Early Origins of the Delacossette family
The surname Delacossette was first found in Anjou
, a former county, duchy and province centred on the city of Angers in the lower Loire Valley of western France. Thee family took its name from Cossé, a village in the department of Mayenne, near Laval.
Early History of the Delacossette family
This web page shows only a small excerpt of our Delacossette research.Another 201 words (14 lines of text) covering the years 1422, 1505, 1563, 1550, 1512, 1552, 1582, 1830, 1856, 1600, 1671, 1506, 1563, 1550, 1621, 1611, 1615, 1674, 1610, 1673, 1833, 1892 and 1903 are included under the topic Early Delacossette History in all our PDF Extended History products and printed products wherever possible.
Delacossette Spelling Variations
The many different spellings of French surnames can be partially explained by the use of local
dialects and by the influence of other languages during the early development of the French language. As a result of these linguistic and cultural influences, the name Delacossette is distinguished by a number of regional variations. The many spelling variations
of the name include Cossé, de Cossé, Cosset, de Cosset, Cossette and many more.
Early Notables of the Delacossette family (pre 1700)
Notable amongst the name was Jan Cossiers (1600-1671), a Flemish
Baroque painter; Charles de Cossé (1506-1563), marshal of Brissac; Charles II de Cossé (1550-1621), the first Duke of Brissac from 1611 until his death; Philippe de Cossé... Another 37 words (3 lines of text) are included under the topic Early Delacossette Notables in all our PDF Extended History products and printed products wherever possible.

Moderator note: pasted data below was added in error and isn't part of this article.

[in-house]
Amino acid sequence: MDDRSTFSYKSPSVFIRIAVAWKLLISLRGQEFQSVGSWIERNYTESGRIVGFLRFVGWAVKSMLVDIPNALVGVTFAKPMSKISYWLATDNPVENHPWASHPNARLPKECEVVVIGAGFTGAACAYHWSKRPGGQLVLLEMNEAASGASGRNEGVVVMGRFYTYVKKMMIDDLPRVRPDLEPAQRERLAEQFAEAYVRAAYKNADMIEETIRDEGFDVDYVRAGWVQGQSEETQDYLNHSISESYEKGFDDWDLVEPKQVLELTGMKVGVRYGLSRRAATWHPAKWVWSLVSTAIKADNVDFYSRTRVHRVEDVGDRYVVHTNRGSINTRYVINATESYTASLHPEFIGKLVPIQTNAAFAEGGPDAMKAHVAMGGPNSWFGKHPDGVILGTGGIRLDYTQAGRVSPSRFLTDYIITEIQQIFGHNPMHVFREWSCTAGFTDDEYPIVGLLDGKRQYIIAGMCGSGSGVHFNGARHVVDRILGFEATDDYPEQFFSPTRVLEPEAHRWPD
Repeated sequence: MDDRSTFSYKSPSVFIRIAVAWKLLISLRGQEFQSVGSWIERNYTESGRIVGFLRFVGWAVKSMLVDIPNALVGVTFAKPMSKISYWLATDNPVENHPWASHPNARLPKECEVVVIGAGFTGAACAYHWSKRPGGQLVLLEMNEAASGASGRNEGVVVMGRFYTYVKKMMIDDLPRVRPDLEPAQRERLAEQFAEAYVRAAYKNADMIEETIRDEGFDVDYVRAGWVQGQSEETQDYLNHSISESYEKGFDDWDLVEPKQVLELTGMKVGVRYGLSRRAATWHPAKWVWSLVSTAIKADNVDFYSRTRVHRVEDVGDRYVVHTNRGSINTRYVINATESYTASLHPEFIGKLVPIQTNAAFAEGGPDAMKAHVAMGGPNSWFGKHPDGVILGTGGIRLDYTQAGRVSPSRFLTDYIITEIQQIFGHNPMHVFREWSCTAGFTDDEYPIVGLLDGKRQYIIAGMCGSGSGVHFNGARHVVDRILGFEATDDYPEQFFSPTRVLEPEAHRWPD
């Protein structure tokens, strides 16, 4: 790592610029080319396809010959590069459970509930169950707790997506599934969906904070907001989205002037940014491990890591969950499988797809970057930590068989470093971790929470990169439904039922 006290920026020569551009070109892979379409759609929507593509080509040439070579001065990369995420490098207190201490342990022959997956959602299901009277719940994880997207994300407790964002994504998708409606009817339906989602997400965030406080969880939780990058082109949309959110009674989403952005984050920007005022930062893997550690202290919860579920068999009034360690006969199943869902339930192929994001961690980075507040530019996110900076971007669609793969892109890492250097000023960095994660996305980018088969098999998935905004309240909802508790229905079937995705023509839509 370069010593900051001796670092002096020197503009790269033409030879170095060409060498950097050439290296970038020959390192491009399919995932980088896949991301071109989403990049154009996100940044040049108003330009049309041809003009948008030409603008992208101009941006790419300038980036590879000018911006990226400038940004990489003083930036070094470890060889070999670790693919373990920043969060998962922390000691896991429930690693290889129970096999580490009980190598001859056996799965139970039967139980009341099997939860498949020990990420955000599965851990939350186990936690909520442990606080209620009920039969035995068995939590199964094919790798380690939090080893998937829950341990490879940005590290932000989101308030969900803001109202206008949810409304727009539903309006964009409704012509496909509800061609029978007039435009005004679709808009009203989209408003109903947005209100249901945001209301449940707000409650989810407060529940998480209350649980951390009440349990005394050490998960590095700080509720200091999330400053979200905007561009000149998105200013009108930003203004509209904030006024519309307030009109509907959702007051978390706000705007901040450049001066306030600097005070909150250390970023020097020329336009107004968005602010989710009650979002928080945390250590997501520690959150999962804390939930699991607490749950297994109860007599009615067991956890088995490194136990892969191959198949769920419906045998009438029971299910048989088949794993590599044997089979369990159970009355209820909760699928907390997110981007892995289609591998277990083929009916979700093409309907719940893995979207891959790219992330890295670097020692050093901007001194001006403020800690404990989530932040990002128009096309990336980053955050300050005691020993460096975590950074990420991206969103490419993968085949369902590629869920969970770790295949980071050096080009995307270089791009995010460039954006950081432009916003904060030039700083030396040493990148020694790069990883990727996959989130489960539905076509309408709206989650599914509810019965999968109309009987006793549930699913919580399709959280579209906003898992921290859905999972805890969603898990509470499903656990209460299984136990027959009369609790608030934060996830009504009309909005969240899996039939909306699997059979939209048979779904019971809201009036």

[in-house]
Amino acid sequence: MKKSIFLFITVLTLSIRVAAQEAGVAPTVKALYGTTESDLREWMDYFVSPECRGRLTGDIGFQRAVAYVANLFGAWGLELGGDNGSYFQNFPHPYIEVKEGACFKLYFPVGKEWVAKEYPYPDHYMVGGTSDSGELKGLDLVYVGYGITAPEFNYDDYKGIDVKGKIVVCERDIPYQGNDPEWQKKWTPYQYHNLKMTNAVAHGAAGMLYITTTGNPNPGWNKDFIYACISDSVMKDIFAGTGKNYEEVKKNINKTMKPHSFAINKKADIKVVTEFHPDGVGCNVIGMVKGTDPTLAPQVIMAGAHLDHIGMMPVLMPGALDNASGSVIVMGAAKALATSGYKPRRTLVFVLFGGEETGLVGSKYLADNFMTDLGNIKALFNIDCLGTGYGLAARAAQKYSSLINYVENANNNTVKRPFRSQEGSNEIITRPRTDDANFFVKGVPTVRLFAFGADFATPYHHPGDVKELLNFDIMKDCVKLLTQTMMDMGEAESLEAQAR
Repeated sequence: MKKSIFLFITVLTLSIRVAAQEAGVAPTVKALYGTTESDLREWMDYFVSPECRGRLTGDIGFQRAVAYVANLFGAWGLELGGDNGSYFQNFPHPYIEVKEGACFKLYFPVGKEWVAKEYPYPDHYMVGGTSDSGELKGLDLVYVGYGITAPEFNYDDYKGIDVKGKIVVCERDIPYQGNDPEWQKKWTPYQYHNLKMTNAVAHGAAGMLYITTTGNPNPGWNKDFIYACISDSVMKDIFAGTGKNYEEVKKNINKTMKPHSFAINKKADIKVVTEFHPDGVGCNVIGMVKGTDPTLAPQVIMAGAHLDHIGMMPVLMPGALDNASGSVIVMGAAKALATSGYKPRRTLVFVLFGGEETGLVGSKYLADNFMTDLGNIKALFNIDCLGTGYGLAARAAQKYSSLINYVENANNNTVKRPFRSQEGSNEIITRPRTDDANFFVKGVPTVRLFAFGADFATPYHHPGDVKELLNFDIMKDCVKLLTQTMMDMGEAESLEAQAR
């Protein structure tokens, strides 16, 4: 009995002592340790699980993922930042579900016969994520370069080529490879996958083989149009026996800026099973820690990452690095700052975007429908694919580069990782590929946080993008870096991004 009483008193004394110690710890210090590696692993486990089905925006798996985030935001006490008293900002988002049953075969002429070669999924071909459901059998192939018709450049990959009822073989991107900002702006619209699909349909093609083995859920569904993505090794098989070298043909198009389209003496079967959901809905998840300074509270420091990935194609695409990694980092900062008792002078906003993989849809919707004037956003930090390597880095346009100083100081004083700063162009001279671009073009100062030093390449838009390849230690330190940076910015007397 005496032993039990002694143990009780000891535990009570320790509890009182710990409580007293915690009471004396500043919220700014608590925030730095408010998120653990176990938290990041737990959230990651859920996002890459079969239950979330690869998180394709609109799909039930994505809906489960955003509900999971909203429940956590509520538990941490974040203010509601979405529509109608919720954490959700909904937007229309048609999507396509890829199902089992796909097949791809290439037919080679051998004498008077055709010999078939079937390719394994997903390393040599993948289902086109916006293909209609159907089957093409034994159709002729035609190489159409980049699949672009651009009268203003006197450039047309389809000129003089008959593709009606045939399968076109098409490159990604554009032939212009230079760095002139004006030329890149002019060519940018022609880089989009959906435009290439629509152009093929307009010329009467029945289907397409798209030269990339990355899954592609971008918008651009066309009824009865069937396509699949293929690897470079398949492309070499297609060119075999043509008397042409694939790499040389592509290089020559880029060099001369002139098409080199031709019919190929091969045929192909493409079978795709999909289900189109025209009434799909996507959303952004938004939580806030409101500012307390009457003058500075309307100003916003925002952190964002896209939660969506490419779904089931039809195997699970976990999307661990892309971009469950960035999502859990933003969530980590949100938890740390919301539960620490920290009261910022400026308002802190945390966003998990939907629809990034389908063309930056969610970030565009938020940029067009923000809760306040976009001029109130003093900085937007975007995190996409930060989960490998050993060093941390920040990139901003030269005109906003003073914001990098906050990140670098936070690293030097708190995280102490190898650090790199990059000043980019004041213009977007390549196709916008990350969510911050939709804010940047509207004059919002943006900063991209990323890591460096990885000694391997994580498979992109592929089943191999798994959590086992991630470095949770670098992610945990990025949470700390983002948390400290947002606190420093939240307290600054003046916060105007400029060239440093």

Migration of the Delacossette family to the New World and Oceana
In 1643, 109 years after the first landings by Cartier, there were only about 300 people in Quebec, in 1663 there were only 500, 2,000 migrants arrived during the next decade. Early marriage was desperately encouraged amongst the immigrants. Youths of 18 took fourteen-year-old girls for their wives. The fur trade was developed and attracted migrants, both noble and commoner from France. 15,000 explorers left Montreal in the late 17th and 18th centuries. Migration from France to New France or Quebec as it was now more popularly called, continued from France until it fell in 1759. By 1675, there were 7000 French in Quebec. By the same year the Acadian presence in Nova Scotia, New Brunswick and Prince Edward Island had reached 500. In 1755, 10,000 French Acadians refused to take an oath of allegiance to England
and were deported to Louisiana. Meanwhile, in Quebec, the French race flourished, founding in Lower Canada, one of the two great solitudes which became Canada. Many distinguished contributions have been made by members of this family name Delacossette. It has been prominent in the arts, religion, politics and culture in France and New France. Amongst the settlers in North America with this distinguished name Delacossette were Pierre Cosse, who settled in Quebec in 1638; Daniel Cosset, who arrived in Quebec in 1655; Rene Cosset, who arrived in Quebec in 1656; Jaques Cossart, who came to New York, NY in 1664.